When I started this blog a former colleague of mine expressed his approval by the following remark: "Great idea, Oksana! Make us all fall in love with Stockholm!". Taking into consideration that this blog is now almost one year old and I still haven't written anything about Stockholm, I think I have failed that mission so far. So now I have to finally start living up to those expectations! Stockholm is a very charming city indeed so making someone fall in love with it should not be a particularly difficult task.
Stockholms archipelago is the largest archipelago in Sweden. It consists of around 24 000 islands and islets and the sunset views are almost too good to be true (on those days when it's actually sunny). You can swim, rent a kayak, have a BBQ, sun bathe or visit a spa.
If you have just one day and do not wish to stay overnight the best choice is an island that you can take a ferry to in the morning and a ferry back in the evening. This is usually possible with the larger islands or islands that have some larger villages. For instance, Sandhamn on Sandö is a great alternative. Other alternatives could be Finnhamn, Svartsö or Utö. If you wish to stay overnight you basically have three alternatives: staying in a hotel (usually it gets rather expensive), staying in a guest house (cheaper alternative bu you will need your own bedsheets, towels with you and usually you will need to pay extra for cleaning. Also, guest houses can easily be fully booked several weeks in advance). The last alternative is to set a tent somewhere. This can either be a specially designated camping place or somewhere wild. Usually in Sweden you can set a tent almost anywhere as long as it is not on someone's backyard or if you don't otherwise bother anyone. However, in nature reserves there can be some other rules. So before you decide on this alternative do some research. The best websites about the archipelago and which islands to go to are Visit Skärgården and Stockholms Skärgård. For boat traffic please check Waxholmsbolaget.
B: Basements in Gamla Stan
As Gamla Stan is the most touristic place in town there is of course no way you can miss it. However, not everyone knows that the coolest thing in Gamla Stan is all the numerous basements that have been preserved from Middle Ages! If you want to get the feeling of it I recommend you to visit several places: restaurant Kaffegillet at Trångsund 4 has a great basement downstairs; the Indiska Shop at Västerlånggatan 50 has several rooms selling antique furniture in a XVII century basement; the Wiströms Irish Pub at Stora Nygatan 13 has a huge catacomb like basement (cheap wine and beer, and Music and Film quiz nights once in a while) and the Meduza bar has a similar basement with extremely cheap wine and beer. All of these places are well worth a visit!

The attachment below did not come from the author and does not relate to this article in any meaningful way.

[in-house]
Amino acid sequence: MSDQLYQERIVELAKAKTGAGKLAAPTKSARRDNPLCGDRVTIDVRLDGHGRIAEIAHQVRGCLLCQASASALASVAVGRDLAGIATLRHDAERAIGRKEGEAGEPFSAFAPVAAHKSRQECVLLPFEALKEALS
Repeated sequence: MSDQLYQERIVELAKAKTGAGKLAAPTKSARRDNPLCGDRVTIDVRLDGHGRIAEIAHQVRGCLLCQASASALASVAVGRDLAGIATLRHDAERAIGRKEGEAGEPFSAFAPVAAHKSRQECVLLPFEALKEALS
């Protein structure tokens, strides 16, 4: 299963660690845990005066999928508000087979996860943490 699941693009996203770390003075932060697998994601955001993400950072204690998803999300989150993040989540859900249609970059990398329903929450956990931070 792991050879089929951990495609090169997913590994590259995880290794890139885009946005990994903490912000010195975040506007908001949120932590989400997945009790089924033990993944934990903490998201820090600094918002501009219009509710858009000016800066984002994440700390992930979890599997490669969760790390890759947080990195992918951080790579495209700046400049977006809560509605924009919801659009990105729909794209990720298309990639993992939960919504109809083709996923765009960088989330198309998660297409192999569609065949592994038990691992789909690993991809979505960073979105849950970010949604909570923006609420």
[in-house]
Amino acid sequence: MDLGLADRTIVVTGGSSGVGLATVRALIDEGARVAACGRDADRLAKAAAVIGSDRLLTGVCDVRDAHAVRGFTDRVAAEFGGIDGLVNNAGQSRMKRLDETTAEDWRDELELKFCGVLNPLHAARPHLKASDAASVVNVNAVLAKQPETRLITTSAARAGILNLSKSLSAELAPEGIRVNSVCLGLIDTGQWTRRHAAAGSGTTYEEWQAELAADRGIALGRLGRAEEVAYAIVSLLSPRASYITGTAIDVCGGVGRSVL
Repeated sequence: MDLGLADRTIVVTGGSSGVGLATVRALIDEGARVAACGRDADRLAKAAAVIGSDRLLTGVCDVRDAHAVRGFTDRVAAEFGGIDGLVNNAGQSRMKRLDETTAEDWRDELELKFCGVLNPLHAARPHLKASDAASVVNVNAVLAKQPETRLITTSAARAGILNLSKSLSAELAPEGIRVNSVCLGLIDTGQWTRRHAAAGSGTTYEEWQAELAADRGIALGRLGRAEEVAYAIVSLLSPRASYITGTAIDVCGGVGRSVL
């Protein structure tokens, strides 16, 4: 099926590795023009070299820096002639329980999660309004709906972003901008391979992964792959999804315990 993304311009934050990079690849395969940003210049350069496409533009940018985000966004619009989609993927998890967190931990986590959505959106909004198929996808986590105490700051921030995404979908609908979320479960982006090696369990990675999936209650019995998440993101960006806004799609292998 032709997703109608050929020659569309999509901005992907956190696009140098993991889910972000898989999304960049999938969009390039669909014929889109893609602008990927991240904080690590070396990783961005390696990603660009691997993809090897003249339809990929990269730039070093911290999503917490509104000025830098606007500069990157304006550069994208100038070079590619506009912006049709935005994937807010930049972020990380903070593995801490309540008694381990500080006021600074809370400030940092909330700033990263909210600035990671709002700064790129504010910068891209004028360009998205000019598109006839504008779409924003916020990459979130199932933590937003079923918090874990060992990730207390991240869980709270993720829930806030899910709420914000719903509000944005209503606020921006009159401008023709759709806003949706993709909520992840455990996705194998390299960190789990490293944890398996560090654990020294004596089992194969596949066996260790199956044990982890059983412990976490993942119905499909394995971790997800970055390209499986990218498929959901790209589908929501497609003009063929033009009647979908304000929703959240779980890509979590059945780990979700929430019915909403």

C: City Hall (Stadshuset)
City Hall is that iconic building you will see on a postcard and know it's from Stockholm.
Besides serving as an office to the city's Municipal Office it is also one of the most exclusive ceremonial halls in Stockholm! Every year the Nobel banquet is held in its Blue Hall. For those of you who hasn't been invited, there is a restaurant in the City Hall - Stadshuskällaren - that serves the menu from the last year Nobel dinner. Besides the Nobel banquet the City Hall hosts many other events including the graduation ceremonies of the Royal Institute of Technology and the Stockholm School of Economics. One could also arrange a wedding ceremony to be held in the City Hall. The ceremonies can be arranged on Saturdays and last for about 5 minutes.
I strongly suggest going on a free guided tour to the City Hall as this is really the only way to visit it. There are guided tours in English held at 10.00, 11.00, 12.00, 13.00, 14.00 and 15.00 around the year. During the summer time there are more times and more languages available. When you are there make sure you visit the City Hall Tower as well. The tower offers a great view on the city. The admission is 50 SEK and it can only be visited during special hours on special days between May and September. Please look here for more detailed information.
C: Cheap Places to Eat
Non-existent. Oh well, let's try.
The key thing to know is that most restaurants have a lunch menu that is usually cheaper than the à-la-carte menu during the other times of the day. The price of a lunch can be something between 85 and 100 SEK. The best place I know of is the Jensens Bofhus at Vasagatan (right across the Central Station) that has special lunch prices for their steaks and ribs (59 for the lunch steak and 89 for the heavenly good ribs). This, however, does not include tea, coffee or salad. Jensens is generally a great place to go for an inexpensive delicious meat meal outside of the lunch time as well. Just make sure you go the the Vasagatan one. This restaurant was renovated the last year and has very nice ambiance.
Other options may include Arigato sushi (99 SEK for a large sushi set) at Vasagatan, Kungshallen at Kungsgatan 44 (that is kind of a food court where you can choose from several restaurants) and K25 (a more traditional food court and probably a bit cheaper prices).
The cheapest place to eat in whole Stockholm would of course be IKEA! No one can beat a hot dog for 5 SEK! There is even a funny story about IKEA in Kungens Kurva (the oldest in the world one) that lowered its hot dog price to 4 SEK after the local ICA set their hot dog price to 5. People say that Ingvar Kamprad himself was involved in taking this strategic decision!